This meant Ray Robson was able to take the lead in the tournament with a win over an out of reach Jeffery Xiong. The 20-year-old opted for a risky opening that Magnus had been among those to try, but only landed in a very tricky final.
Ray later said that he only considered 20 … Kd6 and 20 … Kf6 (the move he thought was slightly better) for his opponent, whereas he thought 20… Kd8 “a big mistake”. The computer actually considers this to be the strongest hit of the position, although that may tell you more about how dangerous the position is to black.
21.d6! locked Black, but it seems that after 21… a5 22.Bd3 Jeffery might have avoided the worst with 22… Ba6! Instead after 22… Rb8? 23.Rab1 there was no way to go back, and things escalated incredibly quickly until Black resigned five hits later.
There is no stopping for Ba6 and Rc8, and Xiong had to concede a third defeat in a row. Ray Robson has two wins and two draws for 3/4, although he later pointed out that he had a very good chance of beating both Sams, Shankland and Sevian, and making 4/4.
The second biggest clash of the day was Shankland-Dominguez, which looked likely to end in a 4th draw for both players until Leinier managed to cheat Sam and win a pawn. “Those knight’s final stages are very dangerous when you’re out of gear,” he said, and ultimately Leinier converted with a well-timed knight sacrifice.
53 … Nxg3! would have won after 54.Nxg3 d3! 55.f1 g3 and both pawns are too strong, although some precision is still needed. Sam rejected the sacrifice with 54.Nd2, but resigned a blow later in a desperate position.
The other Round 4 winner was Aleksandr Lenderman, who managed to get Daniel Naroditsky out of the book on move 5 and then took over before correctly grabbing a pawn on move 30.
30… Bxa3! was met by 31.b4, corn 31… Tc8! 32.Nd1 a5! assured that the bishop was not trapped. The game stretched to move 74, Daniel applying pressure to the clock, but Alex was right. He later stressed that he could have scored more, given he missed a clear win over Leinier Dominguez in the first round.
The remaining matches were drawn, including Sam Sevian unable to convert an extra pawn against Dariusz Swiercz in a 110 move encounter, so the standings are as follows on the rest day.
Carissa Yip accepts a gift
Eight-time United States champion Irina Krush made the very rare choice for her to play Caro-Kann in the crucial Round 4 match against 18-year-old Carissa Yip. The youngster later explained why she had opted for e5 on move 3:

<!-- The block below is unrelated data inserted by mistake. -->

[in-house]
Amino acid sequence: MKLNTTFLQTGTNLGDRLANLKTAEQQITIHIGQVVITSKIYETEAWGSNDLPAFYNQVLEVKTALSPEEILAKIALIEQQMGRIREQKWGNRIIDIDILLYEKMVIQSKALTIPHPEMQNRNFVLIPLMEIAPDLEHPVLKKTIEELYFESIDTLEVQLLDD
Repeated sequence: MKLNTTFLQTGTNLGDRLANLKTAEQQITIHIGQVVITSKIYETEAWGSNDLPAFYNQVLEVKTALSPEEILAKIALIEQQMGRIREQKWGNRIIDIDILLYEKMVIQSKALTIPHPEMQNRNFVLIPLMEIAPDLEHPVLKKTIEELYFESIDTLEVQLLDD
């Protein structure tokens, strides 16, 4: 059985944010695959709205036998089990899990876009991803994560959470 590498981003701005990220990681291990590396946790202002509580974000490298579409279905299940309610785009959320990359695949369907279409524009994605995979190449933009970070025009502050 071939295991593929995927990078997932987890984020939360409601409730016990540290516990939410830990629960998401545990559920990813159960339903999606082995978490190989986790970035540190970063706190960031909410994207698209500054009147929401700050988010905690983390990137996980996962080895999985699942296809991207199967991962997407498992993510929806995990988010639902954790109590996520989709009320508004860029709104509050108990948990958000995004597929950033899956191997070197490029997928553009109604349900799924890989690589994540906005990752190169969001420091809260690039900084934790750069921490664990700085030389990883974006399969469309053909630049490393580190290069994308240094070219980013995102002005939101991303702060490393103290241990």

I thought I would just play e5 for fun, because I haven’t really played it before and I was hoping that since I hadn’t seen Irina play it before, she wouldn’t really know what to do either, and we get out of the book, and I think that’s what happened.
When the queens were traded, Carissa had the advantage, but there was a long game ahead until 21… Nb4 ?? was on the board.
Carissa took almost three minutes to respond, but not because she hadn’t seen the winning idea.
At first, I thought I had hallucinated something. I was like, is Rd4 really winning, so I had to take a few minutes to check everything out, but it’s a really nice thing when your opponent is messing around and you don’t have to fight for another two hours.
Carissa went to get 22.Txc8 + Rxc8 23.Td4 and Irina resigned. Did Carissa feel sorry for her opponent?
I have a lot of homework to do! I had to finish quickly here.
This gave Carissa a share of the lead with Katerina Nemcova, who missed a few chances in a draw against Nazi Paikidze. There were fight matches everywhere, but the only other decisive result was Sabina Foisor coming back from two straight losses to inflict a third loss of the tournament on Tatev Abrahamyan.
It was a game upside down, but Sabina found a stunt afterward 27… Rb8?
28.Qb1! leaves the Negro only bad choices. 28… Bd5 collides with 29.c4 !, with d5 to call, and Black is kicked off the board. Tatev instead opted for 28… c4, but that left the b3-bishop as a glorified pawn and White with a huge advantage. The rest of the game wasn’t quite smooth, but Sabina won an opposing-colored bishop final.
This leaves a youthful air at the top of the standings before the rest day. Carissa Yip, 18, and Katerina Nemcova, 30, are closely followed by Thalia Cervantes, 18, and Ashritha Eswaran, 20.
The action resumes Monday from 1:00 p.m. in Saint Louis, or 2:00 p.m. ET and 8:00 p.m. CEST: Open | Women